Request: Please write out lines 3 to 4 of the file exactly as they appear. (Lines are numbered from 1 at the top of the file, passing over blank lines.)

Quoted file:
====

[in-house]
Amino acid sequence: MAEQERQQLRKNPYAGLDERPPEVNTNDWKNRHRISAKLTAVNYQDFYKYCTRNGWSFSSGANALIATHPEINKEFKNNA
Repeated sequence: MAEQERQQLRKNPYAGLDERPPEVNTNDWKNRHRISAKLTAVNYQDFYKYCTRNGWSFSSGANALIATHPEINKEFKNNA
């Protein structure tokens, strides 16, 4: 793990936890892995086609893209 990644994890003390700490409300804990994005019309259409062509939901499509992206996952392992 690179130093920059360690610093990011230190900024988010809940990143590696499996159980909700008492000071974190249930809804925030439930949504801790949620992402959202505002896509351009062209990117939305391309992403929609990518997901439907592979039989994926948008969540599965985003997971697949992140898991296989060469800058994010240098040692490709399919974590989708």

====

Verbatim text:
Repeated sequence: MAEQERQQLRKNPYAGLDERPPEVNTNDWKNRHRISAKLTAVNYQDFYKYCTRNGWSFSSGANALIATHPEINKEFKNNA
């Protein structure tokens, strides 16, 4: 793990936890892995086609893209 990644994890003390700490409300804990994005019309259409062509939901499509992206996952392992 690179130093920059360690610093990011230190900024988010809940990143590696499996159980909700008492000071974190249930809804925030439930949504801790949620992402959202505002896509351009062209990117939305391309992403929609990518997901439907592979039989994926948008969540599965985003997971697949992140898991296989060469800058994010240098040692490709399919974590989708």